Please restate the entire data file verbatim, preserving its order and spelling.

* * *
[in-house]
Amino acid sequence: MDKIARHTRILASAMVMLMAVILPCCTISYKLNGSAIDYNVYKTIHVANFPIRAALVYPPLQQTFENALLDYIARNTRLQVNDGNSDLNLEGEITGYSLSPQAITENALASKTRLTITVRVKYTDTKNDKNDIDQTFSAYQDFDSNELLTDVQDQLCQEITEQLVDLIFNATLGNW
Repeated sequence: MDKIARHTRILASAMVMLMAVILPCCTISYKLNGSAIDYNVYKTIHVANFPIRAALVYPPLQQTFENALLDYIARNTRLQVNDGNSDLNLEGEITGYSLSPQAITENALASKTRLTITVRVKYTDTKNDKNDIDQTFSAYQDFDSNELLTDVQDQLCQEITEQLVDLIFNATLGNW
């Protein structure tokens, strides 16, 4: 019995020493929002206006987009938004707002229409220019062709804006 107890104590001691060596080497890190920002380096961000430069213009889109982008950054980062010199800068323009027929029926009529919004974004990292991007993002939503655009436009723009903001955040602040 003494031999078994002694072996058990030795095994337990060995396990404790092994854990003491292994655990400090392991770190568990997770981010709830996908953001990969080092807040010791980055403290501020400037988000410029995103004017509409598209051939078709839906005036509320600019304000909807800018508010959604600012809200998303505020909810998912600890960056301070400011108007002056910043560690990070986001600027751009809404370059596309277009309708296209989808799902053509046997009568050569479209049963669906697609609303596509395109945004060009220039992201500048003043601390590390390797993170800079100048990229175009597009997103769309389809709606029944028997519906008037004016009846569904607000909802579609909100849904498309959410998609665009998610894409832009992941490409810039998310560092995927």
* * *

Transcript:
[in-house]
Amino acid sequence: MDKIARHTRILASAMVMLMAVILPCCTISYKLNGSAIDYNVYKTIHVANFPIRAALVYPPLQQTFENALLDYIARNTRLQVNDGNSDLNLEGEITGYSLSPQAITENALASKTRLTITVRVKYTDTKNDKNDIDQTFSAYQDFDSNELLTDVQDQLCQEITEQLVDLIFNATLGNW
Repeated sequence: MDKIARHTRILASAMVMLMAVILPCCTISYKLNGSAIDYNVYKTIHVANFPIRAALVYPPLQQTFENALLDYIARNTRLQVNDGNSDLNLEGEITGYSLSPQAITENALASKTRLTITVRVKYTDTKNDKNDIDQTFSAYQDFDSNELLTDVQDQLCQEITEQLVDLIFNATLGNW
């Protein structure tokens, strides 16, 4: 019995020493929002206006987009938004707002229409220019062709804006 107890104590001691060596080497890190920002380096961000430069213009889109982008950054980062010199800068323009027929029926009529919004974004990292991007993002939503655009436009723009903001955040602040 003494031999078994002694072996058990030795095994337990060995396990404790092994854990003491292994655990400090392991770190568990997770981010709830996908953001990969080092807040010791980055403290501020400037988000410029995103004017509409598209051939078709839906005036509320600019304000909807800018508010959604600012809200998303505020909810998912600890960056301070400011108007002056910043560690990070986001600027751009809404370059596309277009309708296209989808799902053509046997009568050569479209049963669906697609609303596509395109945004060009220039992201500048003043601390590390390797993170800079100048990229175009597009997103769309389809709606029944028997519906008037004016009846569904607000909802579609909100849904498309959410998609665009998610894409832009992941490409810039998310560092995927």